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Ultrasound estimation of gestational age in late pregnancy in low-income countries: made to measure or off-the-peg?

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Smith, Gordon Cs 
Nakimuli, Annettee 


Gestational age is one of the most important features of a pregnancy when making clinical decisions. In particular, decision-making around delivery, such as timing pre-labour caesarean section and induction of labour, is crucially informed by knowledge of gestational age. Over-estimation of gestational age may lead to iatrogenic prematurity and under-estimation of gestational age may expose the fetus to the higher risks of stillbirth post-term. Consequently, in high income countries (HIC), most women are offered an ultrasound scan at the end of the first trimester of pregnancy, when gestational age can most accurately be assessed using measurement of the crown rump length. Delivering this service requires that women are identified as being pregnant at an early stage, are appropriately referred and that ultrasound is available at scale. Obstacles to delivering include issues of geography, economics, society and healthcare capacity. These obstacles are frequently greatest and co-existing in low income countries (LIC). Consequently, women will commonly present in advanced pregnancy in the absence of early pregnancy gestational dating using ultrasound. For example, in Uganda, only 29% of women had their first antenatal visit during the first trimester of pregnancy.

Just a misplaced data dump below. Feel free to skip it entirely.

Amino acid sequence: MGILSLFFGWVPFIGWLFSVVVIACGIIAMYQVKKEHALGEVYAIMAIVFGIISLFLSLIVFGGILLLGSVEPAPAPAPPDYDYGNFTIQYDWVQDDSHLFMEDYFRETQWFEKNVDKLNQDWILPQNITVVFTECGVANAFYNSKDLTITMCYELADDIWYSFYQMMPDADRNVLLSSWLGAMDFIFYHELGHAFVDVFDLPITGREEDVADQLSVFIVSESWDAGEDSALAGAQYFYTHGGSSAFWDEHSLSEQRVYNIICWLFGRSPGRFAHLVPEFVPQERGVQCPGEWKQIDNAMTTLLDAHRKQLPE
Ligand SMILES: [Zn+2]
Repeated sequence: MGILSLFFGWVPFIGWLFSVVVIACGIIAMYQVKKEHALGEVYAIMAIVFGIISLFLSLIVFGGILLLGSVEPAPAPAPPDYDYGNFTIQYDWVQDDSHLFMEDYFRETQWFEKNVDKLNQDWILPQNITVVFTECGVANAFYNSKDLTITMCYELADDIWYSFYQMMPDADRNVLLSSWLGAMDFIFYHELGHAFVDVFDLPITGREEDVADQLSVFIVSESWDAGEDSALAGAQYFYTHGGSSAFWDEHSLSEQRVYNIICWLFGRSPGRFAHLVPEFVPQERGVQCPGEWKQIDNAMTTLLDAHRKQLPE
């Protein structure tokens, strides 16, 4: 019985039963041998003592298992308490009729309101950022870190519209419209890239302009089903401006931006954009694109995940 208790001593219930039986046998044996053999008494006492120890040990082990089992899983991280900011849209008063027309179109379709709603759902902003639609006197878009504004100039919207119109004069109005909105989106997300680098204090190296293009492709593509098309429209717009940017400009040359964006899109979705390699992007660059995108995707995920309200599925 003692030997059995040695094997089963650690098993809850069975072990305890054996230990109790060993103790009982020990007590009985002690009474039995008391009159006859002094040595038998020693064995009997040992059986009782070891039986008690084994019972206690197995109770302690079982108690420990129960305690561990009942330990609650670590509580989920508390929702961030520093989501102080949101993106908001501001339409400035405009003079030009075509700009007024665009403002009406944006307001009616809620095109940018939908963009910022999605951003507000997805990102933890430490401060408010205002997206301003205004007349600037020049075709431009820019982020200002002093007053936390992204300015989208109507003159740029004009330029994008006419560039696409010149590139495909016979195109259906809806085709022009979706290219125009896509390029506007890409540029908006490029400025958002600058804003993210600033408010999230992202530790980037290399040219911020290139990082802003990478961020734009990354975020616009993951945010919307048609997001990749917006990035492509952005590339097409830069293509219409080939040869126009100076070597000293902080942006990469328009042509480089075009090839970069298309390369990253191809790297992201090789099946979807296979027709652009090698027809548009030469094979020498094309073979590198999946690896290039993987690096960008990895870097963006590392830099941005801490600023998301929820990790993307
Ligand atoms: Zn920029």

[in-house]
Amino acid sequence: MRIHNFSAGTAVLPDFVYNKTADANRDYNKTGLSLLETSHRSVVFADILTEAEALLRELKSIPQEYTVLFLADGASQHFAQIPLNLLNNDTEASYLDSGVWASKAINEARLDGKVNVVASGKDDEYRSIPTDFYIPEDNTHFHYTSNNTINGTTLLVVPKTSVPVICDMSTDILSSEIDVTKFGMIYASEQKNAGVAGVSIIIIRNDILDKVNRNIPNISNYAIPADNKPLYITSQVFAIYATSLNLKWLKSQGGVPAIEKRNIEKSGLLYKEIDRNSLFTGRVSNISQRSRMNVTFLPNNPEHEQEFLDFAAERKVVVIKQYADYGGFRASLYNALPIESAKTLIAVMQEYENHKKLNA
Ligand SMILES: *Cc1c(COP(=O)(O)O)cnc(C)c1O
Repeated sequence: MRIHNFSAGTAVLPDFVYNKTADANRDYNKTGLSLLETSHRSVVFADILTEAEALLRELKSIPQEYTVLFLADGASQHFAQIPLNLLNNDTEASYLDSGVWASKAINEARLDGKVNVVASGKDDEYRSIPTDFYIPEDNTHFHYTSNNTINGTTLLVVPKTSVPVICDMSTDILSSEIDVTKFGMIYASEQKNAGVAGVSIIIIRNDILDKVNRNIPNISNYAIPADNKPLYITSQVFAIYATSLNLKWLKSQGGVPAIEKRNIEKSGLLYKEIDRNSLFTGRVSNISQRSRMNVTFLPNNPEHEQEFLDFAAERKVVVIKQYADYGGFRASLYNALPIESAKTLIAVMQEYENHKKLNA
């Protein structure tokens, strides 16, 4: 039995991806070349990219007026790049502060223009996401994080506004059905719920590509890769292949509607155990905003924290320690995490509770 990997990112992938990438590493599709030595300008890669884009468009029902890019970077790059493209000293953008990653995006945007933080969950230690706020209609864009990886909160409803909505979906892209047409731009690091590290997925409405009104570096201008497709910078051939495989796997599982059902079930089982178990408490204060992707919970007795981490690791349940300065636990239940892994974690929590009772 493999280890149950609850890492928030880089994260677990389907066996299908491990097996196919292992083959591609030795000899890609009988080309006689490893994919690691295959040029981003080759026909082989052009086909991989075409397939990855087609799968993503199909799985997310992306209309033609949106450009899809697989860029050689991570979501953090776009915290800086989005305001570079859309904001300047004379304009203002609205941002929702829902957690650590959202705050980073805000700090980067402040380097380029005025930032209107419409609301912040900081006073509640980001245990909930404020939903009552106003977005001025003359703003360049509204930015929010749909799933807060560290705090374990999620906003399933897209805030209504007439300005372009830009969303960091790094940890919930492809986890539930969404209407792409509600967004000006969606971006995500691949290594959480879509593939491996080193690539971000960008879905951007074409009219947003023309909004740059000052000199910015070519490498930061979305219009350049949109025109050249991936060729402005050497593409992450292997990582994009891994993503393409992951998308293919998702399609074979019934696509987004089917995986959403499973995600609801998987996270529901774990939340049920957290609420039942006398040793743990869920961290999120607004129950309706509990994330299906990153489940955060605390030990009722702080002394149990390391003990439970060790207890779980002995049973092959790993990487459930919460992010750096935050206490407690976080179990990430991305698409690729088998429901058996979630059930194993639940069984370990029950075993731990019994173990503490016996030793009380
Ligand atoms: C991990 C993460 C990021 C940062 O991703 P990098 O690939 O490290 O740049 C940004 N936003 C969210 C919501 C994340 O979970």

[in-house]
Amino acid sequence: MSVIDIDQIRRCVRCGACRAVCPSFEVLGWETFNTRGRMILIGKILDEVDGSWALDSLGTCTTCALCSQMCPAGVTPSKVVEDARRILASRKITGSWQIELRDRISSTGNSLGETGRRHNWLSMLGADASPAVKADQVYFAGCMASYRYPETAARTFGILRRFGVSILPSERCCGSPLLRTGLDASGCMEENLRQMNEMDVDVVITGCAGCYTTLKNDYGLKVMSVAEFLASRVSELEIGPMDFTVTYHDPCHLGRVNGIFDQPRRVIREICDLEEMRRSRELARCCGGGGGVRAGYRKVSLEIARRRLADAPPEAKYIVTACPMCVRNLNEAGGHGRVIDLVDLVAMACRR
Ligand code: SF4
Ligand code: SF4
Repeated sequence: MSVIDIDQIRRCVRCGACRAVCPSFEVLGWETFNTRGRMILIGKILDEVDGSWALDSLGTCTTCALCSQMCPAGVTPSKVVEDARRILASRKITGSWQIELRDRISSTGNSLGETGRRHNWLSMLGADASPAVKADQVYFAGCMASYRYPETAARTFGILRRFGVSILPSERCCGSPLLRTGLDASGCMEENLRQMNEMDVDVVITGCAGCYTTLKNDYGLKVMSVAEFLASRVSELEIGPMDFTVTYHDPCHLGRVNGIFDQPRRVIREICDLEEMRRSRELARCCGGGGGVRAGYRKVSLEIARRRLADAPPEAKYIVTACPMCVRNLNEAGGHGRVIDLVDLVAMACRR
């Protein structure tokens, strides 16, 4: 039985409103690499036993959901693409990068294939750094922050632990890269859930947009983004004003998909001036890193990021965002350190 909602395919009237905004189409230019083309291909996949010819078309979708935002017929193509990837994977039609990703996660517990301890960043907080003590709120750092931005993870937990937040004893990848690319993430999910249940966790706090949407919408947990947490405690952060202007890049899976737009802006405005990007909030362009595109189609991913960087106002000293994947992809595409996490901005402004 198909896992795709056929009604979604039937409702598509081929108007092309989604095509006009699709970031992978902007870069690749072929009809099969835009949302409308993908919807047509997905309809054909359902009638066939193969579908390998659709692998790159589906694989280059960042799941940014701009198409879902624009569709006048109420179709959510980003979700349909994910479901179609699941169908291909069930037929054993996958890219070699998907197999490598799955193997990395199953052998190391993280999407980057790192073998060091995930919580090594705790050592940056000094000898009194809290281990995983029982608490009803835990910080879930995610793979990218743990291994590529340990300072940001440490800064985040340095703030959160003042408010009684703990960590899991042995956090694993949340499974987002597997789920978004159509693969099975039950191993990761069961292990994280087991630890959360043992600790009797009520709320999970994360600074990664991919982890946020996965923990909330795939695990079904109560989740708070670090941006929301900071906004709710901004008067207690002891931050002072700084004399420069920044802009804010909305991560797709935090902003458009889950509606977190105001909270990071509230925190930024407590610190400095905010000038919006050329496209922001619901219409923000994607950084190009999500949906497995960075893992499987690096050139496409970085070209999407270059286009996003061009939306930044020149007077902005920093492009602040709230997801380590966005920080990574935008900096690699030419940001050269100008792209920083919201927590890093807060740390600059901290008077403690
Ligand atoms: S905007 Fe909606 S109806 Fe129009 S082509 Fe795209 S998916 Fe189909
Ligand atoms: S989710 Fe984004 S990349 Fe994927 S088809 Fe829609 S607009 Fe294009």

Biometry, Cohort Studies, Developing Countries, Female, Gestational Age, Humans, Infant Health, Infant, Newborn, Pregnancy, Prospective Studies

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Lancet Glob Health

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Elsevier BV


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